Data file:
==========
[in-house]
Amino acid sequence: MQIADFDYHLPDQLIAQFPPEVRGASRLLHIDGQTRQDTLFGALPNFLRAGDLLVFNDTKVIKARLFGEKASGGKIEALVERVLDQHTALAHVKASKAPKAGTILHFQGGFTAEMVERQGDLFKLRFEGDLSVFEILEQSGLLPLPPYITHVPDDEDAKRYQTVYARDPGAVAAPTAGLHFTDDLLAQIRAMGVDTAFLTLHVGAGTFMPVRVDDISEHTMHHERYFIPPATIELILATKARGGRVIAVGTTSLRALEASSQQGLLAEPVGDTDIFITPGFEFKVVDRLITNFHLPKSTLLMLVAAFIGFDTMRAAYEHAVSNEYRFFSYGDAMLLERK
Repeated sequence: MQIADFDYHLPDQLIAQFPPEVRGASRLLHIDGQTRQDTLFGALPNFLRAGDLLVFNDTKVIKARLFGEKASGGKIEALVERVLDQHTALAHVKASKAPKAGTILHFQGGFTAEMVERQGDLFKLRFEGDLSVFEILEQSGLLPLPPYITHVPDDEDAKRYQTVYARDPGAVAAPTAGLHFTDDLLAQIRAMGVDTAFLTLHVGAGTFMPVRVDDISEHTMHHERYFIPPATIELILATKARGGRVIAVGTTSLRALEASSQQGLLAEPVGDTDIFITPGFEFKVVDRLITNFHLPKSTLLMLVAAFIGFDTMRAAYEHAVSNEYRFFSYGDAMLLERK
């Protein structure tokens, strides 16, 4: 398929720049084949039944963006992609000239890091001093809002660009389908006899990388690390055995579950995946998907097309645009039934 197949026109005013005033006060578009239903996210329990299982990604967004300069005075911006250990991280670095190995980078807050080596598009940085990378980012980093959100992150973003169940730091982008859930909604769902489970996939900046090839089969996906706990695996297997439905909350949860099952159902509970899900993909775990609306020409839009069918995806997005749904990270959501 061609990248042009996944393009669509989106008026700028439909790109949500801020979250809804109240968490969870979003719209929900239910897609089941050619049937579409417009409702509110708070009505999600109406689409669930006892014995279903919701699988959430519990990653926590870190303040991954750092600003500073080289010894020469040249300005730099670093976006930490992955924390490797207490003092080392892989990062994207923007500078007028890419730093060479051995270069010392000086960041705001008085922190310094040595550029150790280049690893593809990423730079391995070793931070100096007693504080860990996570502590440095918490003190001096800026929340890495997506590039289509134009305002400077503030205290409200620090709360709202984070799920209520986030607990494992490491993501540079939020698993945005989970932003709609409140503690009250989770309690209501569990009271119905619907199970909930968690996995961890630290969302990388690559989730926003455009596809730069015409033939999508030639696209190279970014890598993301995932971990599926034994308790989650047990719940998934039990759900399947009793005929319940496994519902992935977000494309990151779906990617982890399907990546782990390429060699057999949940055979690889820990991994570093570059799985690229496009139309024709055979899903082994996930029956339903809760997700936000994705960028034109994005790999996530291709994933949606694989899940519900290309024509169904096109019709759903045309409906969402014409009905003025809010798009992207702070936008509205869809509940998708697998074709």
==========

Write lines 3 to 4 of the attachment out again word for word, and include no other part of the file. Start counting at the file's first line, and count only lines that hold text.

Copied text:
Repeated sequence: MQIADFDYHLPDQLIAQFPPEVRGASRLLHIDGQTRQDTLFGALPNFLRAGDLLVFNDTKVIKARLFGEKASGGKIEALVERVLDQHTALAHVKASKAPKAGTILHFQGGFTAEMVERQGDLFKLRFEGDLSVFEILEQSGLLPLPPYITHVPDDEDAKRYQTVYARDPGAVAAPTAGLHFTDDLLAQIRAMGVDTAFLTLHVGAGTFMPVRVDDISEHTMHHERYFIPPATIELILATKARGGRVIAVGTTSLRALEASSQQGLLAEPVGDTDIFITPGFEFKVVDRLITNFHLPKSTLLMLVAAFIGFDTMRAAYEHAVSNEYRFFSYGDAMLLERK
């Protein structure tokens, strides 16, 4: 398929720049084949039944963006992609000239890091001093809002660009389908006899990388690390055995579950995946998907097309645009039934 197949026109005013005033006060578009239903996210329990299982990604967004300069005075911006250990991280670095190995980078807050080596598009940085990378980012980093959100992150973003169940730091982008859930909604769902489970996939900046090839089969996906706990695996297997439905909350949860099952159902509970899900993909775990609306020409839009069918995806997005749904990270959501 061609990248042009996944393009669509989106008026700028439909790109949500801020979250809804109240968490969870979003719209929900239910897609089941050619049937579409417009409702509110708070009505999600109406689409669930006892014995279903919701699988959430519990990653926590870190303040991954750092600003500073080289010894020469040249300005730099670093976006930490992955924390490797207490003092080392892989990062994207923007500078007028890419730093060479051995270069010392000086960041705001008085922190310094040595550029150790280049690893593809990423730079391995070793931070100096007693504080860990996570502590440095918490003190001096800026929340890495997506590039289509134009305002400077503030205290409200620090709360709202984070799920209520986030607990494992490491993501540079939020698993945005989970932003709609409140503690009250989770309690209501569990009271119905619907199970909930968690996995961890630290969302990388690559989730926003455009596809730069015409033939999508030639696209190279970014890598993301995932971990599926034994308790989650047990719940998934039990759900399947009793005929319940496994519902992935977000494309990151779906990617982890399907990546782990390429060699057999949940055979690889820990991994570093570059799985690229496009139309024709055979899903082994996930029956339903809760997700936000994705960028034109994005790999996530291709994933949606694989899940519900290309024509169904096109019709759903045309409906969402014409009905003025809010798009992207702070936008509205869809509940998708697998074709």